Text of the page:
Street names indicate how 'Scottish' residents feel, new University of St Andrews study reveals
People living in areas of Scotland with street names commemorating Britain, such as 'Queen', 'Royal', 'Regent' or 'London', are less likely to define themselves as Scottish only, new research from the University of St Andrews has revealed.
The finding, by Dr Daniel Oto-Peralías, is part of new research focusing on what street names have to tell us about our culture and identity.
Dr Oto-Peralías, of the School of Management at the University of St Andrews, compared the street names of Scottish Westminster parliamentary constituencies with a recent population census asking people to identify their national identity. In areas with a lower number of such union-themed street names, people were more likely to describe themselves as having a “Scottish identity only”.
The study, published in the Journal of Economic Geography, also shows that religion remains a salient topic with the word “church” featuring in the top four of the ranking of most frequent British street names. The research also found that people in areas with a high percentage of religious-related street names, such as 'church' or 'chapel', were more likely to regard themselves as Christian.
The study of street names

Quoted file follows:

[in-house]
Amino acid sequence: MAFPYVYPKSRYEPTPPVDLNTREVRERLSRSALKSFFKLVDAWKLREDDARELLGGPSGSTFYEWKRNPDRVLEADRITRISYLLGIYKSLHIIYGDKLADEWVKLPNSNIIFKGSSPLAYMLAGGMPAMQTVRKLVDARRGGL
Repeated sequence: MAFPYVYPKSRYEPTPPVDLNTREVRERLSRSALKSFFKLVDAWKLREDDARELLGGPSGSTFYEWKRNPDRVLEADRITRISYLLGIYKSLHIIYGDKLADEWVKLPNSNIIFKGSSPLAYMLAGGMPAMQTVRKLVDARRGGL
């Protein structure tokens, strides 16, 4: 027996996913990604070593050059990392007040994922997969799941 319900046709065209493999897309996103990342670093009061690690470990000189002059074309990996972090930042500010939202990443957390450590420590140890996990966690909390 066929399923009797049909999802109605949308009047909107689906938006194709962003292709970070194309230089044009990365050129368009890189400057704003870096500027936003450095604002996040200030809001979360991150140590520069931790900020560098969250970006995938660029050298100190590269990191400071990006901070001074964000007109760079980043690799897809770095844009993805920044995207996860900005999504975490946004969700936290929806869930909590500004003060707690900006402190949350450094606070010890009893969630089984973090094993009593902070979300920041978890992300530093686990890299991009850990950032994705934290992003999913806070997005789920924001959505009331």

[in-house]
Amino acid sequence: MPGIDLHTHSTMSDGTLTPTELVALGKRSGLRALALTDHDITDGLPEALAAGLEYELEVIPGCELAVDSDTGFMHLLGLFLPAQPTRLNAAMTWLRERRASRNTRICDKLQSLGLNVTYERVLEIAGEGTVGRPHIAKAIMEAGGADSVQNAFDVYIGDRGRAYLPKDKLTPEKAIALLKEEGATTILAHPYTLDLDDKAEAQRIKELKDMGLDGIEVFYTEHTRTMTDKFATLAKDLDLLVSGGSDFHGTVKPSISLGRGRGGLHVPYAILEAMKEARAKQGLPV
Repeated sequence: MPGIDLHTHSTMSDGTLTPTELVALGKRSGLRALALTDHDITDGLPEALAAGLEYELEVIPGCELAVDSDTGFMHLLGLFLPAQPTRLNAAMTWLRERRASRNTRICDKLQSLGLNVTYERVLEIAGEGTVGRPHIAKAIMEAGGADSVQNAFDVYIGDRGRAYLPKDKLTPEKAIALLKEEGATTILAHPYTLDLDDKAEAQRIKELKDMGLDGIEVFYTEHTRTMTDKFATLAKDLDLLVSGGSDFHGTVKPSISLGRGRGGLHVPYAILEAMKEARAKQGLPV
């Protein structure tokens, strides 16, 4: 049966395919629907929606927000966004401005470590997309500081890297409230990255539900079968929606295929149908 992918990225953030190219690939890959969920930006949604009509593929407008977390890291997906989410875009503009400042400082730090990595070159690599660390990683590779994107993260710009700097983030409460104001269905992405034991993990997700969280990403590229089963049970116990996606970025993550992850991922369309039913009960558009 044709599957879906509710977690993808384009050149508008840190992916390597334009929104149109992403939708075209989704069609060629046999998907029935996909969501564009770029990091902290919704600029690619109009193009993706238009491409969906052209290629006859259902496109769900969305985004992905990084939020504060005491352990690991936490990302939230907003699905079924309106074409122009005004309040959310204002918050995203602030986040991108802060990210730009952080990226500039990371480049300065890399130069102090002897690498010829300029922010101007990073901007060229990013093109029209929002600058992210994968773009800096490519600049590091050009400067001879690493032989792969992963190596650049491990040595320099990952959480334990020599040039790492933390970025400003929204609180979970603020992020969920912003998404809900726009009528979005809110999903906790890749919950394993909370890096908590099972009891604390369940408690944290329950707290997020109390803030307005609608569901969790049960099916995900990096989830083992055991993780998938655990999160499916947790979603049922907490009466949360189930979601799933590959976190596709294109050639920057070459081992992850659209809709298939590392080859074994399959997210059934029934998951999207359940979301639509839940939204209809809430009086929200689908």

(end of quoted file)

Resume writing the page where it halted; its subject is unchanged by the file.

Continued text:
Dr Oto-Peralías said: “Street names are cultural markers of a town and its history, and can be used as a rich source of information to create socio-cultural indicators at the regional and local level. With the help of data software with text analysis capabilities, it is feasible to analyse hundreds of thousands of street names to extract themes and trends capturing the culture and history of the population.”
In his paper, he explains how he used street data to measure national identity: "National identity is another example of a cultural factor that can be captured by street names (Oto-Peralías, 2017). To illustrate this, I create an indicator measuring the percentage of streets containing any one of the following words related to being part of Great Britain: 'Queen', 'Regent', 'Royal', and 'London'.
These names commemorate the British Crown and the British capital city, thereby capturing the population’s attachment to Great Britain. The percentage of streets containing these words is low but there is significant variation across districts. If street names are meaningful cultural markers, we would expect that regions with a higher percentage of streets commemorating being part of Great Britain to be negatively related to the intensity of Scottish national identity. This is indeed what we observe.There is a strong negative relationship between this street-name indicator and the percentage of people stating 'Scottish identity only'."
Many topics can be studied using street-name data, for instance, gender inequality. This new data indicates that the street map is strongly biased toward men, reflecting a history of marginalisation of women in the public sphere, as Dr Oto-Peralías explains:
“This large bias naturally generates controversy and indeed there are some social movements fighting for more gender equality in street names. This is an important issue because street names have strong symbolic power and can contribute to the perpetuation of those social and cultural values contained in them.”
You can read the study in full here.
(images copyright University of St Andrews/ Dr Daniel Oto-Peralías)